Growing up, Patrick Cleland was a lanky kid from Grand Rapids who loved nothing more than playing basketball. On bus rides to and from games and around the house, he toyed with on-the-spot rhymes for the hell of it. To him, it was fun and it made his friends laugh.
On Saturday, Sept. 21, Cleland (better known today as hip-hop artist Rick Chyme) will take what was once an offhand habit to the streets of ArtPrize in a big way, by tackling the world record for the longest freestyle with a target time of 17 hours.
"I wanted to do something that collaborated with the masses of people that will be in town," Chyme said. "Something that could involve other musicians, but really, anybody else who might be on the street."
Starting at 8 a.m., Chyme will make his way from John Hartman Photography on Division Avenue and loop through Grand Rapids, laying it down about whatever he might run into on the street that day. He's allowed three-second breaks in between, but won't have time to eat or rest until he wraps up at The Pyramid Scheme around 1 a.m.
Anything's fair game for subject matter said Chyme, who will be taking requests from spectators and via Twitter hashtags "#17hourfreestyle," "#5iveit," "#rickchyme" and "#artprize." Despite hip-hop's steady relationship with improvisation, Chyme said Saturday is all about taking it in stride.
"It's kind of like going to the park to play streetball," Chyme said. "You don't really know what's going to happen and you're playing with guys you don't know."
Chyme said his style of object freestyle stems from growing up listening to "The Wake Up Show," hosted by MTV's Sway and frequented by notorious freestyler Supernatural.
"[Supernatural] was the first one I heard do this object freestyle," Chyme said. "I didn't know it then, but by messing around when I'm 15 years old, I was preparing for Saturday."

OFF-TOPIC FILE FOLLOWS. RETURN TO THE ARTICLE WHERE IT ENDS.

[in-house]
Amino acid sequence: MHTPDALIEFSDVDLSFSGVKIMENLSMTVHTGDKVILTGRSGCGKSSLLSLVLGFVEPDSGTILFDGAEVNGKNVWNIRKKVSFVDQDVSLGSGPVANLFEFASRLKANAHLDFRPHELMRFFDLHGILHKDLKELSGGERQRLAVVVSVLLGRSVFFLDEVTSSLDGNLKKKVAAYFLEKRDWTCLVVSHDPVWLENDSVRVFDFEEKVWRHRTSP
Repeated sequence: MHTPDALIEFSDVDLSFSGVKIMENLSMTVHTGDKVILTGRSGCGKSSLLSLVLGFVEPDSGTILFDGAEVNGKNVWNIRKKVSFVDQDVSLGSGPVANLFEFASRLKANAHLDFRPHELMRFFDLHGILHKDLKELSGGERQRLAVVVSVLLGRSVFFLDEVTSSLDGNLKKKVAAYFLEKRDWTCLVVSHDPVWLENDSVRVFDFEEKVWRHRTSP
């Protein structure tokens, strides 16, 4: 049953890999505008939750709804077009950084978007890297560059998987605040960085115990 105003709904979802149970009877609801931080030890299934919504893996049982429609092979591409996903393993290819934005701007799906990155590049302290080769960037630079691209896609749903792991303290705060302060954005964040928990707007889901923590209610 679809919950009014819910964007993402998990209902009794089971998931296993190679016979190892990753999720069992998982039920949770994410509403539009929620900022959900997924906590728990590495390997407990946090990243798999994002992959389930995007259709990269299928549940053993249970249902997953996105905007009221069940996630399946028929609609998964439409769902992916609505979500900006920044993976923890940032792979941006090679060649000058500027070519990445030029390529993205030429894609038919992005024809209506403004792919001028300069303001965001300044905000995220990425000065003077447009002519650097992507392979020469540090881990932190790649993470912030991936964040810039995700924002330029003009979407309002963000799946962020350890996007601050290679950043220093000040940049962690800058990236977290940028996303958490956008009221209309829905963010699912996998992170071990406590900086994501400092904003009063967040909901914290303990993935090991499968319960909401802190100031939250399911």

Chyme said the idea for the record-breaker started when he reached out to Supernatural over Twitter about setting up an event like Saturday's. Despite his confidence, the same man who inspired Chyme had his doubts.
"He said something like, 'You couldn't even talk for that long,'" Chyme said. "And what's been engrained in me through sports is that, anytime someone tells you something like that and you've been through as many years of competition as I have, you're gonna go for it."
The event is also Chyme's way of bringing his craft to the people of ArtPrize. As an art form, Chyme said hip-hop is burdened by unfair stigma.
"It's a guarantee that someone's going to connect hip-hop and violence," Chyme said. "And it's there in a lot of the mainstream stuff you hear, but it's so much more than that. So maybe this is a chance to let people have their own perception."
Rain or shine, Chyme doesn't seem concerned about not reaching his mark. In conversation just more than a week prior to the event, he exudes a calm, calculated enthusiasm and spends his time preparing by reading, practicing and getting his mind to a place unconcerned with seconds or minutes.
"I've had enough experiences where there's been a bunch of hours that you have to put in, but eventually you just had to trust in the training that you've been doing," Chyme said. "I'm going to go for 17 hours. There's no such thing as failing, just how you react to what's happening. You don't ever lose, only when you stop creating."
For Chyme's schedule, visit rickchyme.com.